Mum describes daughter surviving ten years of life-threatening allergies

“My heart still stops every time the school rings as I assume they are calling to tell me she has had a reaction and is in an ambulance or worse."

Living with allergies is bad enough for anyone, but imagine living with a cornucopia of allergies and be able to do nothing much about it. That’s how Coco from Gold Coast has been living her life for ten years now.

Her mother Terran first knew about her allergy when Coco was drinking cow’s milk formula at six-months-old.

A decade of allergies

“As she drank the formula, I started to notice that the skin around her mouth had started to go red. Within half-an-hour her body was covered in hives. It looked as though she had 1000’s of insect bites. Her eyes had started to swell,” Terran recalled in a Mama Mia story.

At the hospital, Coco was given a steroid shot to relieve her symptoms. The GP then told her that the allergy may have been triggered by a component of the milk, but was unsure exactly what.

Mom Describes Daughter Surviving Ten Years of Severe Allergies

Photo credit: Mama Mia

“He suggested I keep trying different formulas until I found one that she didn’t react to—advice which could have killed my daughter had I followed it.”

After consulting three practitioners, she was eventually referred to Professor Pete Smith, a paediatric allergist and immunologist.

“We discussed her reaction, her mild eczema, her frequent vomiting and she underwent a skin prick test,” Terran said.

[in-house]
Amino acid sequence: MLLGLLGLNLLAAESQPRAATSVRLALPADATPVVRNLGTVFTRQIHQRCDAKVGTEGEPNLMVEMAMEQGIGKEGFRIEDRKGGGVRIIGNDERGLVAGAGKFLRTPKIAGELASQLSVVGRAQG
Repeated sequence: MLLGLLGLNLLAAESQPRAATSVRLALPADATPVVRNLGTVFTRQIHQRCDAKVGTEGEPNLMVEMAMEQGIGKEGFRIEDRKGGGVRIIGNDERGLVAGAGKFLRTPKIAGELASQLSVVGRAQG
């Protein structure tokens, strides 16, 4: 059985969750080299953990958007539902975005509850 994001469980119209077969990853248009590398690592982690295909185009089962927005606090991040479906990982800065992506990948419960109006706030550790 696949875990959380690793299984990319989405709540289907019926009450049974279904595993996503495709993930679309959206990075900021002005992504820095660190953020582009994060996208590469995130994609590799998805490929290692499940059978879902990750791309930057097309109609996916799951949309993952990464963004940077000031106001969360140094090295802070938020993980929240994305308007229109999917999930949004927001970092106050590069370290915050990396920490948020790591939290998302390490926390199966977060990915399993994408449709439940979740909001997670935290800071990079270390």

The Gold Coast mother said she expected to be told that her daughter was allergic to something common, like dairy. Instead, she was shocked to find out that her daughter was allergic to almost everything.

 

“[Coco] also had a large reaction to peanuts and tree nuts with milder reactions to dust, dogs, cats and eggs. We were given an overwhelming amount of information that day, and a script for two EpiPens.”

Coco is now ten-years-old, and although she has outgrown her allergies to egg, certain varieties of tree nuts, dog, feathers and grasses, she is still allergic to peanuts, dairy, cashews, pistachios and cats.

Mother’s guilt and fear

Despite not having a severe reaction in past ten years, Coco’s mother says that part of parenting an allergic child is being overcome with fear and guilt.

“Over the years I have realised that even if it was something I did or didn’t do, I can’t change the past,” Terran admitted. “Guilt still rears its ugly head whenever I have a down day, or I see my daughter upset about her allergies.”

But fear is harder to overcome.

With each passing year, new challenges arise, and Terran is always concerned that she won’t be able to keep her daughter safe.

“My heart still stops every time the school rings as I assume they are calling to tell me she has had a reaction and is in an ambulance or worse.

“She is starting to go on camps at school and I worry that I haven’t packed enough food, the mobile phones won’t work or no-one will realise she is having a reaction until it is too late.”

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